Lord Bellwin

No, my Lords, I do not accept that for one moment; nor do I accept that either the Conservative Party or the Government are lambasting local authorities as such. We are concerned to ensure that whatever money is spent we get the very best value. That has not always been the case, nor is it always the case. Secondly, we want to ensure that the amount that we spend is in keeping with what we can afford, both as a country as a whole and as individual areas.

Lord Mackie of Benshie

My Lords, does not the noble Lord agree that half the trouble arises from the fact that the rating system is now so unjust and so inequitable that we need a totally new system of collecting local taxes, so that democracy can be shown to be working and that the people who pay for it have some control over what goes on?

Lord Bellwin

My Lords, that point is well away from the original Question. I should dearly love to cross swords with the noble Lord on the issue of the rating system as such, but this is not the occasion upon which to do so.

Baroness Gaitskell

My Lords, does not the Minister agree that even if in certain places the cuts are necessary, they always hurt people who are most vulnerable and who are usually the poorest members of the community?

Lord Bellwin

My Lords, I think I should say immediately that when we talk of cuts we usually mean cuts in the rate of growth and expansion, but in any case it is for each authority itself to decide what its priorities should be. If an authority has to reduce some of its spending, I would hope that the reduction would be in an area where it would have the least possible adverse effect on the citizens concerned. There are many opportunities with regard to spending if those who are concerned will take them.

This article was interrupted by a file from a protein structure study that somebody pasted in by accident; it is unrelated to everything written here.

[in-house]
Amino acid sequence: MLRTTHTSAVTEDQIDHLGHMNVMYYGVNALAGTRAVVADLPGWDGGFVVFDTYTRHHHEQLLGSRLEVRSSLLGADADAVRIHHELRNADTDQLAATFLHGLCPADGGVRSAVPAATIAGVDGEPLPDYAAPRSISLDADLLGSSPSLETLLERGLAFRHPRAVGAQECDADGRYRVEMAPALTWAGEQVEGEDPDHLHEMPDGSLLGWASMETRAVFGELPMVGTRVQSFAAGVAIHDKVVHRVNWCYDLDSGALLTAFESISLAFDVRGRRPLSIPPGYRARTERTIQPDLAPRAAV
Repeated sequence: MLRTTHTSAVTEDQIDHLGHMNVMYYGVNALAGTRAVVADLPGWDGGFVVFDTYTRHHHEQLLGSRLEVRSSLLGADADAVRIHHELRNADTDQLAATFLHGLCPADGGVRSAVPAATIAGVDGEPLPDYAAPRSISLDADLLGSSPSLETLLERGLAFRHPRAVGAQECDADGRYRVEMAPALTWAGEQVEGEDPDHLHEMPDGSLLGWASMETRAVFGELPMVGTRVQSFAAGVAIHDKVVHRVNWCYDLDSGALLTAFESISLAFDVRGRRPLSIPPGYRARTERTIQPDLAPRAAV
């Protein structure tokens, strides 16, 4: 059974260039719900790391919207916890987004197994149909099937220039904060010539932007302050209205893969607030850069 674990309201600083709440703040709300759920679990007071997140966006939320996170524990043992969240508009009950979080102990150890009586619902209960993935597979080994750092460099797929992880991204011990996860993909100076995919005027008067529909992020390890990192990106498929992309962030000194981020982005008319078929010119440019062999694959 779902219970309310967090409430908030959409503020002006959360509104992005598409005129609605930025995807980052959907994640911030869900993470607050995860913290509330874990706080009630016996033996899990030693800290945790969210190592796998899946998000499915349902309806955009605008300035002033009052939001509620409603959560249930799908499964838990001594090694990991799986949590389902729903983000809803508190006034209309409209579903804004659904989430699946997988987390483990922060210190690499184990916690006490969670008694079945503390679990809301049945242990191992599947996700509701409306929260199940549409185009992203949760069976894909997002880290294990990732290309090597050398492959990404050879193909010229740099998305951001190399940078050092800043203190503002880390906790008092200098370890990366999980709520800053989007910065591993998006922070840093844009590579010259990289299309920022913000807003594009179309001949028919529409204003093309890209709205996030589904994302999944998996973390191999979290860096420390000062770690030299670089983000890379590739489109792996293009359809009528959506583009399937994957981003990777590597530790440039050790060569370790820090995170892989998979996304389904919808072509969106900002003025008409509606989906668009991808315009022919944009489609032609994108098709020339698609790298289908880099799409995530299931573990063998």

Lord Heycock

My Lords, as one who has spent 42 years in local government, may I ask the Minister to tell us what is good value for money in local government?

Lord Bellwin

My Lords, that is what happens when we deviate as far from the Question as we seem to be doing. I would merely say that in considering what is good value we should try to ensure that in all spending there is a pound-for-pound return. If the noble Lord has been in local government as long as he says he has, he will know better than most people that that rarely happens.

Lord Monk Bretton

My Lords, does my noble friend still see room for economies if private enterprise is permitted to carry out more local authority services, which in America has been done both more economically and more efficiently?

Lord Bellwin

My Lords, that point relates to one of the opportunities that every authority should be concerned about. Local authorities should be looking at the best way of doing things, whether through the private sector or in any other way. I should have thought that those who are concerned with these matters would be looking at the kind of arrangement that my noble friend suggests.